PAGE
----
Should Characters Use Sugar to Heal Gun/Knife Wounds?

41tJMWlseMLTLDR: Using sugar is old school, but it can be effective for minor injuries. Modern characters would likely use a commercial coagulent and antibiotics.

A trick from back in the day involved packing a wound with sugar. Apparently, this came up in the movie Shooter, where an injured character dumped sugar into a wound. (I only have the gist of what happened, I haven’t actually seen Shooter.)

As it turns out, packing granulated sugar (the white stuff, not brown sugar) over a wound can keep the injury dry, helping to decrease healing time. It’s the same concept behind Band-Aid bandages with the absorbant pad under the adhesive. Sugar can also help coagulate blood to stop bleeding.

However, the sugar trick is some seriously old school ditch medicine, and works best on minor injuries. For a more serious wound, applying pressure is the better bet to stop the bleeding, not dumping in a handful of sugar, followed by legit antibiotics. Stopping the bleeding is always step one with injuries, as Dr. James Hubbard, MD, writes in my favorite ditch medicine book, the Living Ready Pocket Manual: First Aid. (Disclaimer: we publish this at my work, so I’m biased, but I still reference this thing a ton.)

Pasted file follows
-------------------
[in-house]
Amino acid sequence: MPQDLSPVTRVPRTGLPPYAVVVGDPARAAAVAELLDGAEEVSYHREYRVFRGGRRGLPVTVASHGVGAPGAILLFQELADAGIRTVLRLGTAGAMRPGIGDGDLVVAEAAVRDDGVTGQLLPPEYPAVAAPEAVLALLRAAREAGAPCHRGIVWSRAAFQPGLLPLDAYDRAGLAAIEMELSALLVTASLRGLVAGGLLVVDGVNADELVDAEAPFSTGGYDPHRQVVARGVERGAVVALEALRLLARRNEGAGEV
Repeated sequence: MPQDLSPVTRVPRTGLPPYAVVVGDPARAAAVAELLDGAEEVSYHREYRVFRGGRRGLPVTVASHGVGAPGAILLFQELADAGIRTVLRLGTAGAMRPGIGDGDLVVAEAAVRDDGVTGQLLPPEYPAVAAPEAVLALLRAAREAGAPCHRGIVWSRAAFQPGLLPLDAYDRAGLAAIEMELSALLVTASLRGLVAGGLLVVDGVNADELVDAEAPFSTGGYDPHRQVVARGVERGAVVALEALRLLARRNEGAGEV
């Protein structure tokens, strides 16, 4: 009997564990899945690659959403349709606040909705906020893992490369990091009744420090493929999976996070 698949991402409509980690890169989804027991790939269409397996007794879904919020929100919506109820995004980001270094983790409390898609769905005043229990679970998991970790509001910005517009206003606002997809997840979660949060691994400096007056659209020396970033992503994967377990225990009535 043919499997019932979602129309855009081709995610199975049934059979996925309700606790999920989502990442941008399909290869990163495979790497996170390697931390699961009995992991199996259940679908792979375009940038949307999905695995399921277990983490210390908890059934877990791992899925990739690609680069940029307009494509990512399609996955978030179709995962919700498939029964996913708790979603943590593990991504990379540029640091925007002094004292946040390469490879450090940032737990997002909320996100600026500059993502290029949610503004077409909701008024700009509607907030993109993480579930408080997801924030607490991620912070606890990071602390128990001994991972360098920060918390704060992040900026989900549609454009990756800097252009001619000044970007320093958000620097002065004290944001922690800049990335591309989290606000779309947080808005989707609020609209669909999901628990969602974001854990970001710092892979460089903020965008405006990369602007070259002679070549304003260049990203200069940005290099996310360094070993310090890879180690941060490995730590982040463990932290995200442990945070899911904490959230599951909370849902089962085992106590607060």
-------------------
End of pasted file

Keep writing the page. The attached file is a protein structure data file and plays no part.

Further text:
51DRQbm9YCLIf a character is in a modern setting with access to a First Aid kit, chances are good he/she would use a coagulating sponge, pad or powder. QuikClot is one of the most popular on the civilian market, although I believe the technology started out in the military. It stops the bleeding in a snap. For $17 on Amazon, it might not be a bad idea to keep some around the house.

P.S. If you’re short on sugar, research shows honey is another option to help with healing times.

With thanks to writer bud Laura Roberts for the conversation. All images via Amazon.

Get the Book

The Writers Guide to WeaponsThe Writer’s Guide to Weapons: A Practical Reference for Using Firearms and Knives in Fiction (Writer’s Digest Books) comes with everything but the ammo. Pick up a print or digital copy from these fine retailers:

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